CINCINNATI — There are plenty of people who can belt out a beautiful song shred on a guitar. But becoming a successful musician requires a lot more than just talent.

What You Need To Know

  • The inaugural City Sound Summit takes place Aug. 26 and Aug. 27

  • Music industry veterans will share personal stories to help up-and-coming artists navigate their careers

  • The event is hosted by the Cincinnati Music Accelerator

  • CMA's goal is to turn Cincinnati into a top music city by promoting local artists

It also requires business knowhow — things like marketing, maybe even some understanding of how contracts work, according to Kick Lee, a Cincinnati-based music producer. He said having key connections never hurts, either.

That’s why Lee is putting on the inaugural City Sound Summit, a two-day conference focused on helping talented but undiscovered artists make it in the music industry. 

The event’s agenda includes panel discussions with high-profile music producers, songwriters, marketers, recording artists and even a few executives. Lee plans to leave plenty of time for networking as well.

The summit is Aug. 26 and Aug. 27 at the Art Academy of Cincinnati. Doors open at 3 p.m. and talks begin promptly at 4 p.m.

“By creating an event that brings top industry talent to Cincinnati, I hope it will attract artists from around the country to explore the opportunities for music creatives in our city and region,” said Lee, the founder and executive director at Cincinnati Music Accelerator.

The speaker panel includes a mix of top names in the entertainment business.

Friday’s keynote speaker is Cincinnati native, ClockworkDJ, once called “the best DJ in the world” by the late Mac Miller.

He’s toured, produced and worked with musical legends such as Hi-Tek, Talib Kweli, Kid Cudi, Wiz Khalifa, Thundercat, Wale and Mac Miller. Clock has also spun for massive brands like the NFL, NBA, MLS and Twitch, a major streaming service. 

ClockworkDJ, whose real name is Garrett Uddin, will share personal stories and insights on navigating the industry and building a successful, sustained music career.

The current speaker list also includes:

  • “Understanding Music Marketing and Events” — Marissa McClellan, marketing director of PromoWest 

  • “The Importance of Music Marketing and Branding” — Scarlet Hernandez, director of member success at REC PHILLY

  • “Studio Recording and Production” — SuperStar O, a multi-platinum music producer

  • “Life in the Music Industry” — Nemo Achida, producer, songwriter and a creative adviser for Jack Harlow

Each talk will also feature a question-and-answer session.

Lee noted that “music is meant to be performed, listened to and experienced. There are afterparties scheduled after each day of the conference, starting at 8 p.m. 

Plans call for vendors and live musical performances by some of the summit’s speakers, including ClockworkDJ. His unique style incorporates music from around the world, including everything from Jersey juke remixes to soulful beats, while adding on-the-spot mixing and blending. 

Tickets to the parties are on sale separately.

The aim is for the City Sound Summit to complement and support CMA’s mission to transform Cincinnati into the “next great music city” by supporting local artists through education and job placement, Lee said.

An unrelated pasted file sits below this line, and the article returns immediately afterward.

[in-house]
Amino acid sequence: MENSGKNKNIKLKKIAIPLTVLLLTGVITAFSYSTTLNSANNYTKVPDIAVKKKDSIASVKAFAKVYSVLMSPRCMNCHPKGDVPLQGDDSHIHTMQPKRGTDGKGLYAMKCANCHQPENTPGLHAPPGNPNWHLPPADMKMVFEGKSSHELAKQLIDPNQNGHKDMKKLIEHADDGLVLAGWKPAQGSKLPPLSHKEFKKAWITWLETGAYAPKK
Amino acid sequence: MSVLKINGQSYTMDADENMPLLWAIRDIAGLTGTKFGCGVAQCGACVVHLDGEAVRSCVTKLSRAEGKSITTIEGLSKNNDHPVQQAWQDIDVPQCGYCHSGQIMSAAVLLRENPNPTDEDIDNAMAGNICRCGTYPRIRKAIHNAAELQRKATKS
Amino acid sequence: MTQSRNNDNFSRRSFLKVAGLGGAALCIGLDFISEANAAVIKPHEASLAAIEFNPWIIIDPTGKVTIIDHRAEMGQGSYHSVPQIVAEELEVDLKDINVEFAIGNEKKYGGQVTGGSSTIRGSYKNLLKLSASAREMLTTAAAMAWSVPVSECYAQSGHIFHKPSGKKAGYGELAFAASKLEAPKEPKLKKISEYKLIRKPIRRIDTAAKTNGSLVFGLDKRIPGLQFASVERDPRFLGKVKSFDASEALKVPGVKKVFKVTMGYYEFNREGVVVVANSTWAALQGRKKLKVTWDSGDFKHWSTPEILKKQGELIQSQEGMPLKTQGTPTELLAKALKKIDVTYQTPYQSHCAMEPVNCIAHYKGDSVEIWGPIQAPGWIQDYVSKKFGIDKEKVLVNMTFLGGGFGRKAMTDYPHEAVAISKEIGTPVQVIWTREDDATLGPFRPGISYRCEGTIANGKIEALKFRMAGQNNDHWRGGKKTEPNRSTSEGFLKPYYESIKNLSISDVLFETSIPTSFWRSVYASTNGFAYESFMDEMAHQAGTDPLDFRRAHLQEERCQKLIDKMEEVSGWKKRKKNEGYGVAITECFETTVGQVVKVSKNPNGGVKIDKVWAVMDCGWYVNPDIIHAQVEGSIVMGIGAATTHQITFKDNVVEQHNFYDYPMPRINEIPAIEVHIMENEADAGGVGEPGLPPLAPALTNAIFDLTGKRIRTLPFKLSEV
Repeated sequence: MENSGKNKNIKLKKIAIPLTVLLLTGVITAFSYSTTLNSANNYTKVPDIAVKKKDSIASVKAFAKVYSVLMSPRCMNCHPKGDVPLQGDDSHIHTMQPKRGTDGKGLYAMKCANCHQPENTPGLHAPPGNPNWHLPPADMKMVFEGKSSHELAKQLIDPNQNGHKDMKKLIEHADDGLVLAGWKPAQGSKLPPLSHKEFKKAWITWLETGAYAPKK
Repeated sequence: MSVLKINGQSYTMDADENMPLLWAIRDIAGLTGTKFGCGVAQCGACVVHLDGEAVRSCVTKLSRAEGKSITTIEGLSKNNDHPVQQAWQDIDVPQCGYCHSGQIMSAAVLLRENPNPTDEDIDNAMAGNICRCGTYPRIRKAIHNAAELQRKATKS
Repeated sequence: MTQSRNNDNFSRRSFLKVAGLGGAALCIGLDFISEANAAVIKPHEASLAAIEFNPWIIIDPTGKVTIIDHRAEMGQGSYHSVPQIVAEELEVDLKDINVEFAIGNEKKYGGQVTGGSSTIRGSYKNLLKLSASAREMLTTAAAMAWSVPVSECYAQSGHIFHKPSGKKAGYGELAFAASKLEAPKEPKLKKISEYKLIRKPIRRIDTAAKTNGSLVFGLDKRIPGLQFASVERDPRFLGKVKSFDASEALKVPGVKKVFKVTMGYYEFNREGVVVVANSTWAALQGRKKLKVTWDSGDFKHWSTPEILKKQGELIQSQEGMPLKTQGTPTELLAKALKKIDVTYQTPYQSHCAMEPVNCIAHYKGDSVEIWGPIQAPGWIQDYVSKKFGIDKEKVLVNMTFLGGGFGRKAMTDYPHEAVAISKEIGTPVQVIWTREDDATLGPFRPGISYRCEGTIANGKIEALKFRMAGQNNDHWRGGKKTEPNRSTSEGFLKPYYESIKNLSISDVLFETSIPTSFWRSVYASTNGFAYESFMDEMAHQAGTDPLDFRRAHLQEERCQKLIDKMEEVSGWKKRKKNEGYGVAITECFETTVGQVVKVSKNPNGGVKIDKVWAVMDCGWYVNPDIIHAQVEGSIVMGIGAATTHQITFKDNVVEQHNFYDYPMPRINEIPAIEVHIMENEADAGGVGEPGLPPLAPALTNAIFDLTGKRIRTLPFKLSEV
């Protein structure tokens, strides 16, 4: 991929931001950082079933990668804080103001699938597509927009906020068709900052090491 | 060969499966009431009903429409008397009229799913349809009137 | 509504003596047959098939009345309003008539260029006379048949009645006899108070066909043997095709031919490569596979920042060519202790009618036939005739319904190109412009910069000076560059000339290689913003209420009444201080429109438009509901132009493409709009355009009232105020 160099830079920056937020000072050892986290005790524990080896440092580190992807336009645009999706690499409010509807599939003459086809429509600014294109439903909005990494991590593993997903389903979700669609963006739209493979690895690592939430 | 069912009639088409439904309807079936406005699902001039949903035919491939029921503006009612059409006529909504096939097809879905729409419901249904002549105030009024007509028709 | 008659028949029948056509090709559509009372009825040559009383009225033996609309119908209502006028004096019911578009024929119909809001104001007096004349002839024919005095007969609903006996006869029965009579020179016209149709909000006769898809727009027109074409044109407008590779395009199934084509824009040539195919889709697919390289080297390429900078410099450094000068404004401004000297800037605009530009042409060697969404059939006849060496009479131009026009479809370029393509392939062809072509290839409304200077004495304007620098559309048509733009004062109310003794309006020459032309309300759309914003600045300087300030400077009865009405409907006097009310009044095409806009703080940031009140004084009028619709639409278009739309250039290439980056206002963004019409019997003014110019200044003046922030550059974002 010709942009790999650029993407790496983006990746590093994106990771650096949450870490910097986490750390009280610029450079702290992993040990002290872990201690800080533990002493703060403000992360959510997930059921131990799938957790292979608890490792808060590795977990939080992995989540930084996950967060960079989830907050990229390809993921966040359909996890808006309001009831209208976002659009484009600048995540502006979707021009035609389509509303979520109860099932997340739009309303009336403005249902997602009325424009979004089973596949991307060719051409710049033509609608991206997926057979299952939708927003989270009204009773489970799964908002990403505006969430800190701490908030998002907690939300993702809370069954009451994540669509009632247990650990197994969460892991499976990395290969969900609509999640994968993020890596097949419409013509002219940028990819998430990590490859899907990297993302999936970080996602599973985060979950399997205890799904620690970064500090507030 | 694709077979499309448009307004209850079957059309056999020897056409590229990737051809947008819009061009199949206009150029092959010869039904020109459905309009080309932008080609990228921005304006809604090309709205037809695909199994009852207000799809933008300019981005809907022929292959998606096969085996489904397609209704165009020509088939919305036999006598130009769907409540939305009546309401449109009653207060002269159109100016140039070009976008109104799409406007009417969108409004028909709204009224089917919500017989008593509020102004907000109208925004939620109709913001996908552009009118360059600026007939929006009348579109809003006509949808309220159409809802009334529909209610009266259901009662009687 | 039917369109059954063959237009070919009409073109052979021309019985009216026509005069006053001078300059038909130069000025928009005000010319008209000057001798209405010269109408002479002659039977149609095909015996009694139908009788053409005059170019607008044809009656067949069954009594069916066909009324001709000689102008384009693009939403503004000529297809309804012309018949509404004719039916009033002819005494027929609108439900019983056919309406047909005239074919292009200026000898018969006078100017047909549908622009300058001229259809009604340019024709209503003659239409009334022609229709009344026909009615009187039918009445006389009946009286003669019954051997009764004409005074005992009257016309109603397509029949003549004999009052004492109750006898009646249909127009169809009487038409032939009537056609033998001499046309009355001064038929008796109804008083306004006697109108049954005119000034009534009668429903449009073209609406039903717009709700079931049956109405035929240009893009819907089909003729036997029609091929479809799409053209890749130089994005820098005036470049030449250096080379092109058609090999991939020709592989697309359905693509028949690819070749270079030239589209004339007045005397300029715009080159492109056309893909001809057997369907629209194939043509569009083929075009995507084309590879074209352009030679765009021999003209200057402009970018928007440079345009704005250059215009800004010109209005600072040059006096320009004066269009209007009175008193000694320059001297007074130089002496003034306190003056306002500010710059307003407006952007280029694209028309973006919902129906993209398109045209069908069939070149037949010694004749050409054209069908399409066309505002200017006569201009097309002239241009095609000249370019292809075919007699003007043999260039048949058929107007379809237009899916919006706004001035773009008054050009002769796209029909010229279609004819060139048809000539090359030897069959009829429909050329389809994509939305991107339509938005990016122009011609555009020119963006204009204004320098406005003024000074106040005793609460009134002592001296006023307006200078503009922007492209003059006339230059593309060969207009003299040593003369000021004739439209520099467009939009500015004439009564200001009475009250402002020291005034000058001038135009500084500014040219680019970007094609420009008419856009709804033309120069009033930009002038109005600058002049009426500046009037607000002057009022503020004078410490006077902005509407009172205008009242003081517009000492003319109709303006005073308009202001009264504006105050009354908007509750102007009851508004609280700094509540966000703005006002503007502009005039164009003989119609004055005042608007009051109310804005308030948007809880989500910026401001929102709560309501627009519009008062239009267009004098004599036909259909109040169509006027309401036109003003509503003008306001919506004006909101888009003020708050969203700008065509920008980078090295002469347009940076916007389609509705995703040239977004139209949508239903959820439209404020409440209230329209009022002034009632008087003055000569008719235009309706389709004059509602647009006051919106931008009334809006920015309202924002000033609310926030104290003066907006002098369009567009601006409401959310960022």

Started in 2017, the Cincinnati Music Accelerator (CMA) is Ohio’s first music career accelerator and Cincinnati area nonprofit. Among its other projects, the Music Business Academy, which educates and empowers emerging musicians, DJs, producers, music managers or anyone looking to bolster their music education.

CMA supports a variety of community music programs designed to not only helping artists develop an audience but supporting local neighborhoods.

The organization partners on the Street Stage Project, which pays musicians to perform on the street, or busk, to liven up several parts of downtown in the afternoon and early evening.

CMA also tows its state-of-the-art portable sound stage to bring the sounds of talented local musicians to the streets of the Central Business District and Over-The-Rhine neighborhood.

Lee runs CMA Music Studio, which provides a professional, fully equipped workspace and studio for musicians to learn, create and propel their careers forward. 

“I started CMA with the intent to educate music creatives about the business side of the music industry, but it became so much more,” he said. “It became a place of hope and opportunity in our region.”

Every year, the organization serves more than 300 musicians, Lee said. One of those is Jayda Klink, a vocal artist. FC Cincinnati picked her to perform the national anthem at TQL Stadium ahead of a match, an opportunity booked by CMA.

“CMA has boosted my music career in more ways than I can possibly describe,” Klink said. “They are truly ending starving artists in Cincinnati and I am so blessed to have them by my side.”

The City Sound Summit will also serve as CMA’s annual fundraiser, with proceeds benefiting the organization’s mission and students, Lee said.

“When I began planning what CMA’s annual fundraiser would look like, I knew I wanted it to benefit not only our students but would also provide a window of opportunity to struggling artists everywhere,” he added. 

Looking toward the future, Lee views the summit as a budding “landmark event” for the region. He wants to use it to put “Cincinnati on the map as a true music city,” while creating opportunities for greater Cincinnati musicians.

“The hope in launching City Sound Summit is that we’re laying the groundwork for an event that will get bigger and better every year,” he added. “We have big plans, Cincinnati, and this is just the beginning.”